Newton Stewart Museum in York Road will re-open to the public on Friday, March 31, at 2pm, and the volunteers look forward to welcoming visitors old and new.
The pipes that were played by Willie Marr as he led the troops over the top at the battles of Loos and the Somme during the First World War are to be brought home and presented to the Museum by his granddaughter, Anne Marr. They will be piped in by another Newton Stewart piper, Amy Ritchie.
William Marr served as a piper and stretcher-bearer with the Royal Scots Fusiliers and the Highland Light Infantry. He survived the war and returned to Newton Stewart to work at Penninghame Estates until he retired.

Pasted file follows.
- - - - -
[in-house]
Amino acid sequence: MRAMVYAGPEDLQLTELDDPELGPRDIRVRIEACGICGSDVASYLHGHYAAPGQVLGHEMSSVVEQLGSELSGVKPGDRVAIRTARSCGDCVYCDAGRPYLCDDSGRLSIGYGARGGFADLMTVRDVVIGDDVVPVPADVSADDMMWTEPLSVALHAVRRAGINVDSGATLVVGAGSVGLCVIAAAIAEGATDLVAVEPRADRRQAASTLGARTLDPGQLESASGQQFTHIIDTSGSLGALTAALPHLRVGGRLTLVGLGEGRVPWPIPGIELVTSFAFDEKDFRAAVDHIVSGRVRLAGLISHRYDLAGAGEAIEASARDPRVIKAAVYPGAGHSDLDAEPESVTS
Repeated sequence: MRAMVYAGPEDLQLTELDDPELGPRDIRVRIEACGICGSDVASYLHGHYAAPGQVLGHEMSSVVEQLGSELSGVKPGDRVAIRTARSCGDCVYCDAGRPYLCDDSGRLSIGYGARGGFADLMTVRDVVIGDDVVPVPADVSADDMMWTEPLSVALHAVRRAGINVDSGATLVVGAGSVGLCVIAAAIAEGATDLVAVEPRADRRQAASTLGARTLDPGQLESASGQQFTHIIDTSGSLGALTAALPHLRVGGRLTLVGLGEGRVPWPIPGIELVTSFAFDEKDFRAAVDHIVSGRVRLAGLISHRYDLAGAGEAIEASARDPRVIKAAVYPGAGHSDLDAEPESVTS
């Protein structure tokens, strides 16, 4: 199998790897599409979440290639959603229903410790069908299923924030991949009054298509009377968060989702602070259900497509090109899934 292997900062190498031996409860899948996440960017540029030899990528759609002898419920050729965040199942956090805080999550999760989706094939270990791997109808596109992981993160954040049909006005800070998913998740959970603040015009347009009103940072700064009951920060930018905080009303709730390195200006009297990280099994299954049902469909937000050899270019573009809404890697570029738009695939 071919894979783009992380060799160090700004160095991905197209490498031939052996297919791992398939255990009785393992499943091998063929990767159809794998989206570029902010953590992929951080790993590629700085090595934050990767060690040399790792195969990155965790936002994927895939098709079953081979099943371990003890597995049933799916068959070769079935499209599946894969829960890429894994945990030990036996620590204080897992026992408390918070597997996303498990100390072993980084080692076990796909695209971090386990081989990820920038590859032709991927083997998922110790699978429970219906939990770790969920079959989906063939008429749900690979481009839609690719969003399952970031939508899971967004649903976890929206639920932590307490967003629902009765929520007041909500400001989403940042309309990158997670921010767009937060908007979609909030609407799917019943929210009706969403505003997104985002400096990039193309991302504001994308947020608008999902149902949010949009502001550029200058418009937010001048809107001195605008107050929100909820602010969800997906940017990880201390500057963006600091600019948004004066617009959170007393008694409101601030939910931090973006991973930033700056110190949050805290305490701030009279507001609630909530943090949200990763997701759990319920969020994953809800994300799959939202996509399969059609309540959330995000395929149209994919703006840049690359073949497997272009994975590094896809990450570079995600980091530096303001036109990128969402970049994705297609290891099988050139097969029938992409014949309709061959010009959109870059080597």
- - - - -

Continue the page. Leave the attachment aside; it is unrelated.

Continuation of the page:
He married after war and he and his wife Janet had a family of three. He did play the bagpipes for a short time on his return but gave it up, perhaps it reminded him too much of the pipers who didn’t make it home.
He died in 1981 at the age of 89.
Newton Stewart Museum re-opened to the public yesterday and the volunteers have been busy over the winter months assembling new display units, revamping parts of the collection and improving the look of things outside.
They would especially like to hear from anyone who can help them identify some of the many faces in a collection of photographs taken locally by George Edwards some years ago.